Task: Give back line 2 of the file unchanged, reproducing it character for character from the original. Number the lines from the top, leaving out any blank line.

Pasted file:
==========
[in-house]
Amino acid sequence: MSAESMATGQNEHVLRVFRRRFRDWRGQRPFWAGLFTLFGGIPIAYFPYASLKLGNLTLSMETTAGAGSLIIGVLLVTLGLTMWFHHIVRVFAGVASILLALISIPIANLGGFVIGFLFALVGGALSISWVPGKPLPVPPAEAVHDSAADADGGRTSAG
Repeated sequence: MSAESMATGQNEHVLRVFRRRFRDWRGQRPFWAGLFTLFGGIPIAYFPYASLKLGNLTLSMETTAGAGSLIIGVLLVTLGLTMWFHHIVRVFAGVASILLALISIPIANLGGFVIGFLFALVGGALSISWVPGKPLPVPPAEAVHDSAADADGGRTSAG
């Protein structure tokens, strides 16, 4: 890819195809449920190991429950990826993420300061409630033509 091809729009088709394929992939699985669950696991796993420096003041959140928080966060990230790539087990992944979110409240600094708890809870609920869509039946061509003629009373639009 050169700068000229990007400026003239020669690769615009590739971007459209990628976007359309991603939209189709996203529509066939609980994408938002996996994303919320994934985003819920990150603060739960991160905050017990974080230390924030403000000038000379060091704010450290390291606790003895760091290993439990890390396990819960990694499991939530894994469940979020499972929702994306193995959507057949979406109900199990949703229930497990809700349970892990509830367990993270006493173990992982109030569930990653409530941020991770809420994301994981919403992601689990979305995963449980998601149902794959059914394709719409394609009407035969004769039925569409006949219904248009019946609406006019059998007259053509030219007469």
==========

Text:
Amino acid sequence: MSAESMATGQNEHVLRVFRRRFRDWRGQRPFWAGLFTLFGGIPIAYFPYASLKLGNLTLSMETTAGAGSLIIGVLLVTLGLTMWFHHIVRVFAGVASILLALISIPIANLGGFVIGFLFALVGGALSISWVPGKPLPVPPAEAVHDSAADADGGRTSAG